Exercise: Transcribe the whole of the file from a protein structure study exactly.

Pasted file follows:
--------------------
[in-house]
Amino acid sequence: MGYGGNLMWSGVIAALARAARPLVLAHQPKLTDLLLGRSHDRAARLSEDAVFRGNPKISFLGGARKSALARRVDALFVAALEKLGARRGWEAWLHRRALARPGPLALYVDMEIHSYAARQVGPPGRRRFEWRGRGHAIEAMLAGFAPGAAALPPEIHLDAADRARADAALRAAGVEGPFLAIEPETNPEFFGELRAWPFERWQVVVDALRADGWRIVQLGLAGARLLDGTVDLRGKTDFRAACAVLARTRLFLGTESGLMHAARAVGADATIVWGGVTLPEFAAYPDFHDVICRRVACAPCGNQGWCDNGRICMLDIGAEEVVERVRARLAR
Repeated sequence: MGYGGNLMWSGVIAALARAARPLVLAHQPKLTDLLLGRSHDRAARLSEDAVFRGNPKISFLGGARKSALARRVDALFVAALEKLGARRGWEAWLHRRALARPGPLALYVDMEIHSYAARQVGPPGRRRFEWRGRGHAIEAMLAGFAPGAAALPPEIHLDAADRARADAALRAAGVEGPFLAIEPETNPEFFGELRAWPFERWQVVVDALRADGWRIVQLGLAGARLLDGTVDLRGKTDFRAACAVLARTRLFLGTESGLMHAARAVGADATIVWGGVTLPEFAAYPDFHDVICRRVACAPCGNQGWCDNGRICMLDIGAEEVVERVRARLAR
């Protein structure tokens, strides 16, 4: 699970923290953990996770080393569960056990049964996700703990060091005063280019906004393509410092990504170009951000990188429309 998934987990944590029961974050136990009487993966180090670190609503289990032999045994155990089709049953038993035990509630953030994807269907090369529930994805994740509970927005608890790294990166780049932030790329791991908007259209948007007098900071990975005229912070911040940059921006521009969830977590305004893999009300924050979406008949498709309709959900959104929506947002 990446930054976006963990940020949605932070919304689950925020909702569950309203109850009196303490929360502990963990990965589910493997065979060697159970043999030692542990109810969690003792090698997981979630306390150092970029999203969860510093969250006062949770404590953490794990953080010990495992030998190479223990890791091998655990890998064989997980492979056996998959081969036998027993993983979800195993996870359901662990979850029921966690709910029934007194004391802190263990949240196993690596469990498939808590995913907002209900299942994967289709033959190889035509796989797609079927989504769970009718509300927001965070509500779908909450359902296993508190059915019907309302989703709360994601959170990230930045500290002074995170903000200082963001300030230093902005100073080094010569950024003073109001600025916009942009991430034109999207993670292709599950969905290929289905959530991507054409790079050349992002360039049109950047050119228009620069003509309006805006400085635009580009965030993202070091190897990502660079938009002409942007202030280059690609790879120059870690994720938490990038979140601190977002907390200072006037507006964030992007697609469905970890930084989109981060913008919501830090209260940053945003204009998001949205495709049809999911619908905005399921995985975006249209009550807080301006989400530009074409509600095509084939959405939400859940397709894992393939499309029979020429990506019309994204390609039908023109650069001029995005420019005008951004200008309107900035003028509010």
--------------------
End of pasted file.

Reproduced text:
[in-house]
Amino acid sequence: MGYGGNLMWSGVIAALARAARPLVLAHQPKLTDLLLGRSHDRAARLSEDAVFRGNPKISFLGGARKSALARRVDALFVAALEKLGARRGWEAWLHRRALARPGPLALYVDMEIHSYAARQVGPPGRRRFEWRGRGHAIEAMLAGFAPGAAALPPEIHLDAADRARADAALRAAGVEGPFLAIEPETNPEFFGELRAWPFERWQVVVDALRADGWRIVQLGLAGARLLDGTVDLRGKTDFRAACAVLARTRLFLGTESGLMHAARAVGADATIVWGGVTLPEFAAYPDFHDVICRRVACAPCGNQGWCDNGRICMLDIGAEEVVERVRARLAR
Repeated sequence: MGYGGNLMWSGVIAALARAARPLVLAHQPKLTDLLLGRSHDRAARLSEDAVFRGNPKISFLGGARKSALARRVDALFVAALEKLGARRGWEAWLHRRALARPGPLALYVDMEIHSYAARQVGPPGRRRFEWRGRGHAIEAMLAGFAPGAAALPPEIHLDAADRARADAALRAAGVEGPFLAIEPETNPEFFGELRAWPFERWQVVVDALRADGWRIVQLGLAGARLLDGTVDLRGKTDFRAACAVLARTRLFLGTESGLMHAARAVGADATIVWGGVTLPEFAAYPDFHDVICRRVACAPCGNQGWCDNGRICMLDIGAEEVVERVRARLAR
């Protein structure tokens, strides 16, 4: 699970923290953990996770080393569960056990049964996700703990060091005063280019906004393509410092990504170009951000990188429309 998934987990944590029961974050136990009487993966180090670190609503289990032999045994155990089709049953038993035990509630953030994807269907090369529930994805994740509970927005608890790294990166780049932030790329791991908007259209948007007098900071990975005229912070911040940059921006521009969830977590305004893999009300924050979406008949498709309709959900959104929506947002 990446930054976006963990940020949605932070919304689950925020909702569950309203109850009196303490929360502990963990990965589910493997065979060697159970043999030692542990109810969690003792090698997981979630306390150092970029999203969860510093969250006062949770404590953490794990953080010990495992030998190479223990890791091998655990890998064989997980492979056996998959081969036998027993993983979800195993996870359901662990979850029921966690709910029934007194004391802190263990949240196993690596469990498939808590995913907002209900299942994967289709033959190889035509796989797609079927989504769970009718509300927001965070509500779908909450359902296993508190059915019907309302989703709360994601959170990230930045500290002074995170903000200082963001300030230093902005100073080094010569950024003073109001600025916009942009991430034109999207993670292709599950969905290929289905959530991507054409790079050349992002360039049109950047050119228009620069003509309006805006400085635009580009965030993202070091190897990502660079938009002409942007202030280059690609790879120059870690994720938490990038979140601190977002907390200072006037507006964030992007697609469905970890930084989109981060913008919501830090209260940053945003204009998001949205495709049809999911619908905005399921995985975006249209009550807080301006989400530009074409509600095509084939959405939400859940397709894992393939499309029979020429990506019309994204390609039908023109650069001029995005420019005008951004200008309107900035003028509010």